Skip to Content

Budget & Economic Forecast

Twice each year we prepare the Budget and Economic Forecast as required by Minnesota law. The November forecast is used to set the starting point for the budget, and is the basis for the Governor’s recommendations. The February forecast incorporates additional data and is used by the Legislature and the Governor to set the enacted budget or to ensure that enacted budgets remain on track and in balance. Forecast information is also used by bond rating agencies and other financial analysts to review the state's financial health, and by the media who present information on the state's financial condition to the public.

Sign up to receive Forecasts and Updates by email.

Banner_B&EF Latest: November 2015 Budget & Economic Forecast 

December 3, 2015

>>  Read Forecast Flash (pdf)   

>>  Read Complete Document (pdf)

>>  News Conference Handout (pdf)

Budget Outlook Improves; FY 2016-17 Available Balance now $1.206 Billion. FY 2016-17 revenues are now forecast to be $42.718 billion, a $90 million (0.2 percent) increase over end of session estimates.  Current law spending is forecast to be $41.585 billion, $249 million (0.6 percent) below previous projections.   In addition, changes in revenues and expenditures in FY 2015, among others, provide $682 million of additional resources to the FY 2016-17 biennium.  This brings the forecast balance to $1.871 billion, up from $865 million at the end-of-session.  Current law allocates $71 million to Environmental Funds and $594 million to the budget reserve, leaving an available balance of $1.206 billion.

Law Directs $594 million to Budget Reserve. Under current law, 33 percent of any November forecast balance in the current biennium is to be allocated to the budget reserve until the recommended level of $2.032 billion for FY 2016-17 is reached. This forecast directs $594 million to the budget reserve, increasing it to $1.597 billion—or 3.8 percent of FY 2016-17 non-dedicated revenues. 

U.S. Economic Outlook has Weakened. Exports weakened by the stronger dollar, along with slower capital investment in the wake of falling oil prices, have helped restrain overall economic activity this year. IHS Economics has lowered their forecast for U.S. real GDP growth in 2015 from 3.0 percent in February to 2.4 percent in November’s outlook. The November baseline for 2016 now calls for real GDP growth of 2.9 percent, compared to 2.7 percent in February. The growth forecast for 2017 is unchanged.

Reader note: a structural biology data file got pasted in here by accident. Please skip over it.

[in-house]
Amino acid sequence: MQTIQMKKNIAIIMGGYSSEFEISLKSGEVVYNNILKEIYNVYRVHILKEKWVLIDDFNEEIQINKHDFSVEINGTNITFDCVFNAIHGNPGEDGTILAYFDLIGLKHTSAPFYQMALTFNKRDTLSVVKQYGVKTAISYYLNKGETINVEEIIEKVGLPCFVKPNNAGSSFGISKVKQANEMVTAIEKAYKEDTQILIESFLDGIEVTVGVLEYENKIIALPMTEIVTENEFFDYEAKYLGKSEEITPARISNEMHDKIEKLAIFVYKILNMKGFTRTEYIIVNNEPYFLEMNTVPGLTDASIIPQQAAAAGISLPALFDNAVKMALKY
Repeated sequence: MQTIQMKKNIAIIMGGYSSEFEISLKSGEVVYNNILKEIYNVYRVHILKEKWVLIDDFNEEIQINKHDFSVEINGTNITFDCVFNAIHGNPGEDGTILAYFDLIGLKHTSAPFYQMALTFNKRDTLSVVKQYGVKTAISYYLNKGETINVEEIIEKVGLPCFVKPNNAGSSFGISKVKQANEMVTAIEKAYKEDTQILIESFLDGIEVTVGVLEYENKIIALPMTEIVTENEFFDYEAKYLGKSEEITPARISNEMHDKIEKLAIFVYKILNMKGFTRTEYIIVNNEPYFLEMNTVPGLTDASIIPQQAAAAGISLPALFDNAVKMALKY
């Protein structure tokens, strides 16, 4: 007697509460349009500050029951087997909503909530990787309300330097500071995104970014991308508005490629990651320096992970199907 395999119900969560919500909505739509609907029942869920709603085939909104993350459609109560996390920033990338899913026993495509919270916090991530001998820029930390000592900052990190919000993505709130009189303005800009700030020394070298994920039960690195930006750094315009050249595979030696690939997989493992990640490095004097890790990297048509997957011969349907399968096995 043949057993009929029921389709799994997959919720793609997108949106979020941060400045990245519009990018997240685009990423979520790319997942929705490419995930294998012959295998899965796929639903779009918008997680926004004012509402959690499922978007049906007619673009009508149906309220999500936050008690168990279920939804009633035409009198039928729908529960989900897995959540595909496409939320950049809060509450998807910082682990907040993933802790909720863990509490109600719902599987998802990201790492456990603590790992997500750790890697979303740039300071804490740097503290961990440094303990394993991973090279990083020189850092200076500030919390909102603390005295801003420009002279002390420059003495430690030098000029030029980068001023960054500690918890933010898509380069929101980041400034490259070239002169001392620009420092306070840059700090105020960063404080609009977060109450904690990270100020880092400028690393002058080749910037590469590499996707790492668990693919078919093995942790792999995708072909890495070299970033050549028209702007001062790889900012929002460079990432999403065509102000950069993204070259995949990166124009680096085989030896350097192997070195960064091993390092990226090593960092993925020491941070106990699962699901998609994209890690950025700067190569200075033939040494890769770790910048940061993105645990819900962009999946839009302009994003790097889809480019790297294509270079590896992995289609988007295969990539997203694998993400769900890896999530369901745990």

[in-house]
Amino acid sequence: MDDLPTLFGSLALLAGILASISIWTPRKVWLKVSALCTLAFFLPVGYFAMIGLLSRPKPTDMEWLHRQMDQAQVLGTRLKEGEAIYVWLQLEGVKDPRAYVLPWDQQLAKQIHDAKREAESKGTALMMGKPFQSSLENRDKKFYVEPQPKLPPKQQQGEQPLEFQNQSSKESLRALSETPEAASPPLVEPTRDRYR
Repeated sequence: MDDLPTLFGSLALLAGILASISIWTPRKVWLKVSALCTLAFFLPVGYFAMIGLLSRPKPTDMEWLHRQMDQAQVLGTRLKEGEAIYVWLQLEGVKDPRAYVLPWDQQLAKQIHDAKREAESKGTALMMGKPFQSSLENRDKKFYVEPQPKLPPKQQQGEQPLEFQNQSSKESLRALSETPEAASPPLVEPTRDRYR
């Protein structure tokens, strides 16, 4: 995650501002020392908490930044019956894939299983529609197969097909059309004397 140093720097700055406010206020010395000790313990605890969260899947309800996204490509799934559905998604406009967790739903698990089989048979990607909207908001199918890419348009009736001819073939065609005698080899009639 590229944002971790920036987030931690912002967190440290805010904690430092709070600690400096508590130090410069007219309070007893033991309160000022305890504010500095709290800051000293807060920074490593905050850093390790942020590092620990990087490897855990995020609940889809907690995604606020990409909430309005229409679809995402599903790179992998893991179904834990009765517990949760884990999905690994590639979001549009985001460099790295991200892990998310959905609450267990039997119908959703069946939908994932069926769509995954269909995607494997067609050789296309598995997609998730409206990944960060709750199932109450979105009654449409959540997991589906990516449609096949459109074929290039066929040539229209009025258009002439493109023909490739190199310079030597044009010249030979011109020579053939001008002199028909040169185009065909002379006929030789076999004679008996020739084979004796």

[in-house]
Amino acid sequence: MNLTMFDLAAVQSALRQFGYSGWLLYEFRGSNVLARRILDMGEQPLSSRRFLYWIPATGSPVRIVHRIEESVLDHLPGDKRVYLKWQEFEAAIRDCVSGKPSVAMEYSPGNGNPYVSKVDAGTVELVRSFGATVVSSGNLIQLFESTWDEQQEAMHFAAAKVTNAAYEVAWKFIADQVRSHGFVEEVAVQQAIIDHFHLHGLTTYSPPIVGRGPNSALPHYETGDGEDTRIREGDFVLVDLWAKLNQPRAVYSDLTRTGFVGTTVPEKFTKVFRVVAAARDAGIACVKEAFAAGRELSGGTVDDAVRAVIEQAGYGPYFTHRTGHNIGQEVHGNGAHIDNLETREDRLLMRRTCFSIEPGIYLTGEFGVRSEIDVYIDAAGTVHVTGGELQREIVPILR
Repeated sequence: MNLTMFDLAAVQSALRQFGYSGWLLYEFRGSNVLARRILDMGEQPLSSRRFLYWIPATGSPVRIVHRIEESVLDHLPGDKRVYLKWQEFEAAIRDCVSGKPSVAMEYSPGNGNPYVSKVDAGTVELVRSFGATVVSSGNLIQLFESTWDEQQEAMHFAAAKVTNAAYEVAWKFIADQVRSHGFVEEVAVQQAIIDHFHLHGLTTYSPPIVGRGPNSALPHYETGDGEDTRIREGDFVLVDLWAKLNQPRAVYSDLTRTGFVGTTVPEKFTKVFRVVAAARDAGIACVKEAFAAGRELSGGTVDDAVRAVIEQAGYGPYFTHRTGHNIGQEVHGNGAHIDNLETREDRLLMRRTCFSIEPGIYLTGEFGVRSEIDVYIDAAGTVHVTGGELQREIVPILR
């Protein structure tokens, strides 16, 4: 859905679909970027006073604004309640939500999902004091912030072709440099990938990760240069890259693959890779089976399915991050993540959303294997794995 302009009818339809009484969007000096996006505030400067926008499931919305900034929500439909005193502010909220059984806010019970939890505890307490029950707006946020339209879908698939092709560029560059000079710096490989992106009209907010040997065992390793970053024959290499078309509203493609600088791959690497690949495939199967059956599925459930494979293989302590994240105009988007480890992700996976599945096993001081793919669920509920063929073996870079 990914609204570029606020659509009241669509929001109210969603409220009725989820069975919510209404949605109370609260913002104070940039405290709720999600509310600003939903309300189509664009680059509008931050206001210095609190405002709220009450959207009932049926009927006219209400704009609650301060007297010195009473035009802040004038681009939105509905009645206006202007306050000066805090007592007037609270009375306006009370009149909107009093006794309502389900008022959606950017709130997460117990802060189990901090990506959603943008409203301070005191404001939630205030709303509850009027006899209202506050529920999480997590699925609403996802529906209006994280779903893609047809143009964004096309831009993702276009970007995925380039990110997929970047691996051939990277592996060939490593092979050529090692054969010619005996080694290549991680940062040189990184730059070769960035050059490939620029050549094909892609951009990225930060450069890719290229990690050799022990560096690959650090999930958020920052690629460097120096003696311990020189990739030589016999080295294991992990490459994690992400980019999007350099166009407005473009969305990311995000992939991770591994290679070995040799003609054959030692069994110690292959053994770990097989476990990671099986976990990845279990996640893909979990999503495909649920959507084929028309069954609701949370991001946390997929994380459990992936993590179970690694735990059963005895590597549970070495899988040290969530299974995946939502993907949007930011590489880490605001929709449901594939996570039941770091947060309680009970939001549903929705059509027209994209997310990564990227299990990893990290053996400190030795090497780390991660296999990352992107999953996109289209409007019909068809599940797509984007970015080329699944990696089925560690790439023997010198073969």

Higher Expected Sales and Corporate Taxes Offset Lower Income Tax Forecast in FY 2016-17. Lower expected income growth reduces forecast individual income tax receipts for the 2016-17 biennium. Higher than expected FY 2015 sales tax receipts raise the general sales tax forecast over the prior estimate. A reduced corporate refund forecast together with higher expected gross tax payments increase expected net corporate tax revenues. 

Lower Expenditure Growth Expected in FY 2016-17. Human services estimated spending is lowered by $416 million in FY 2016-17. The savings are primarily driven by lower health care rates and payments in the Medical Assistance program. Estimated spending for E-12 and other areas increase. Overall, total spending is lowered by $249 million in FY 2016-17.

Long Term Budget Outlook Remains Strong. The improved budget outlook continues into the planning horizon as revenue growth exceeds spending growth.  Without adjusting for inflation, there is a structural balance of $2.046 billion for FY 2018-19.  Economic changes, as well as the nature and timing of any budget changes for the 2016-17 biennium, may materially affect both revenue and expenditure projections for the next biennium.

Supplemental Material

>>  Minnesota Economic Forecast

>>  Supporting Budget Documents

>>  Additional Budget Data

Related Publications

>>  Latest Revenue & Economic Update

>>  February 2015 Budget & Economic Forecast (pdf)

>>  Forecast & Updates Library

Watch: Press Conference on November 2015 Budget & Economic Forecast

December 3, 2015

>>  Video Gallery